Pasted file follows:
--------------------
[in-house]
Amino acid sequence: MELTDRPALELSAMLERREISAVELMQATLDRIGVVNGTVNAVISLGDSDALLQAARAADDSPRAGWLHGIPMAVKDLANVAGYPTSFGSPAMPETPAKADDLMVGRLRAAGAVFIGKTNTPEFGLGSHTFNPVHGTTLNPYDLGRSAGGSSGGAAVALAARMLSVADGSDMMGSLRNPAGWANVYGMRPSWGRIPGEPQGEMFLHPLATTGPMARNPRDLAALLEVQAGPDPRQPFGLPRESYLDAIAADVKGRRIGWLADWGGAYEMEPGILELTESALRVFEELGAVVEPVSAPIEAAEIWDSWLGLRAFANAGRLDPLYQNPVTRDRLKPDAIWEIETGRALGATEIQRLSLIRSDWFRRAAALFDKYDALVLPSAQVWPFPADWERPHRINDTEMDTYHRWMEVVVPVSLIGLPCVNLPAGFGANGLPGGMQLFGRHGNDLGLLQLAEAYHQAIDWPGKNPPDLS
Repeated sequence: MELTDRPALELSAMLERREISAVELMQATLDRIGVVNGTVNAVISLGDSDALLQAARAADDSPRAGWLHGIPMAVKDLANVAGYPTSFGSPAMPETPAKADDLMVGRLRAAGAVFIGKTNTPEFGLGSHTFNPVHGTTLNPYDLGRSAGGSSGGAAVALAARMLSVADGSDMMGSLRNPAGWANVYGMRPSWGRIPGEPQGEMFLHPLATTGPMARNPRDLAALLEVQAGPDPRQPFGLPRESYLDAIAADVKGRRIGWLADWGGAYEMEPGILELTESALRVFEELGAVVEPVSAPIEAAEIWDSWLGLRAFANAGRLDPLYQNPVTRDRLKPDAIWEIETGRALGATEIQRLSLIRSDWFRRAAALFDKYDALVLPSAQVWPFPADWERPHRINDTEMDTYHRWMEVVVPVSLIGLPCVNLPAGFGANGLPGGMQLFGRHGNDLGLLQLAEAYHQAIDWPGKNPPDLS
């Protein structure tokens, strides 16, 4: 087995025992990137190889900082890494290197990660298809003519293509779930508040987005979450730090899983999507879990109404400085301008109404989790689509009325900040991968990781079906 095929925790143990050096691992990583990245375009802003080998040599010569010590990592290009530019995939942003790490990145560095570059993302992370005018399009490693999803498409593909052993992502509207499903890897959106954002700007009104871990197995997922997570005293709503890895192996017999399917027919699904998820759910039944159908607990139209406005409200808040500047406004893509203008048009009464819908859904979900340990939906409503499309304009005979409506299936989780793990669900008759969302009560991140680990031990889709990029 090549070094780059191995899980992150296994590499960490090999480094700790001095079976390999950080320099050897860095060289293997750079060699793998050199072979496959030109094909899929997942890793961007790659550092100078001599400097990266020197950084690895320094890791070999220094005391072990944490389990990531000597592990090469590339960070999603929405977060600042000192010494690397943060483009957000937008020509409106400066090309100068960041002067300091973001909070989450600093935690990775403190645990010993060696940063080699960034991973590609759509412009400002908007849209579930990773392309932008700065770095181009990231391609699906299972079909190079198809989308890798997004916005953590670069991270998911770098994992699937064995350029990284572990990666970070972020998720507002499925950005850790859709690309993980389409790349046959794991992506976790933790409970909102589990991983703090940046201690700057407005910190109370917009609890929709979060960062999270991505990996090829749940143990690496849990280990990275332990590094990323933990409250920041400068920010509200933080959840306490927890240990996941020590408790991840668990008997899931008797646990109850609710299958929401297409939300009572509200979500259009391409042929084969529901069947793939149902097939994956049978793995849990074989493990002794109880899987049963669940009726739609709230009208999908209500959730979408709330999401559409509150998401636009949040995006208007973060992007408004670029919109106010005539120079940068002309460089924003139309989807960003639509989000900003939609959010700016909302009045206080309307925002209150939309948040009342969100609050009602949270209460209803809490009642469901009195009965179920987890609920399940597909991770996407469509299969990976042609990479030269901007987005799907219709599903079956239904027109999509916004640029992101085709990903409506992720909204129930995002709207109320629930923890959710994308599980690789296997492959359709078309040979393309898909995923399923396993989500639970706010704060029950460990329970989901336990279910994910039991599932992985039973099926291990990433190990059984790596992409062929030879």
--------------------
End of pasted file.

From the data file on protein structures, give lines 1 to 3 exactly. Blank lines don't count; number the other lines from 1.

[in-house]
Amino acid sequence: MELTDRPALELSAMLERREISAVELMQATLDRIGVVNGTVNAVISLGDSDALLQAARAADDSPRAGWLHGIPMAVKDLANVAGYPTSFGSPAMPETPAKADDLMVGRLRAAGAVFIGKTNTPEFGLGSHTFNPVHGTTLNPYDLGRSAGGSSGGAAVALAARMLSVADGSDMMGSLRNPAGWANVYGMRPSWGRIPGEPQGEMFLHPLATTGPMARNPRDLAALLEVQAGPDPRQPFGLPRESYLDAIAADVKGRRIGWLADWGGAYEMEPGILELTESALRVFEELGAVVEPVSAPIEAAEIWDSWLGLRAFANAGRLDPLYQNPVTRDRLKPDAIWEIETGRALGATEIQRLSLIRSDWFRRAAALFDKYDALVLPSAQVWPFPADWERPHRINDTEMDTYHRWMEVVVPVSLIGLPCVNLPAGFGANGLPGGMQLFGRHGNDLGLLQLAEAYHQAIDWPGKNPPDLS
Repeated sequence: MELTDRPALELSAMLERREISAVELMQATLDRIGVVNGTVNAVISLGDSDALLQAARAADDSPRAGWLHGIPMAVKDLANVAGYPTSFGSPAMPETPAKADDLMVGRLRAAGAVFIGKTNTPEFGLGSHTFNPVHGTTLNPYDLGRSAGGSSGGAAVALAARMLSVADGSDMMGSLRNPAGWANVYGMRPSWGRIPGEPQGEMFLHPLATTGPMARNPRDLAALLEVQAGPDPRQPFGLPRESYLDAIAADVKGRRIGWLADWGGAYEMEPGILELTESALRVFEELGAVVEPVSAPIEAAEIWDSWLGLRAFANAGRLDPLYQNPVTRDRLKPDAIWEIETGRALGATEIQRLSLIRSDWFRRAAALFDKYDALVLPSAQVWPFPADWERPHRINDTEMDTYHRWMEVVVPVSLIGLPCVNLPAGFGANGLPGGMQLFGRHGNDLGLLQLAEAYHQAIDWPGKNPPDLS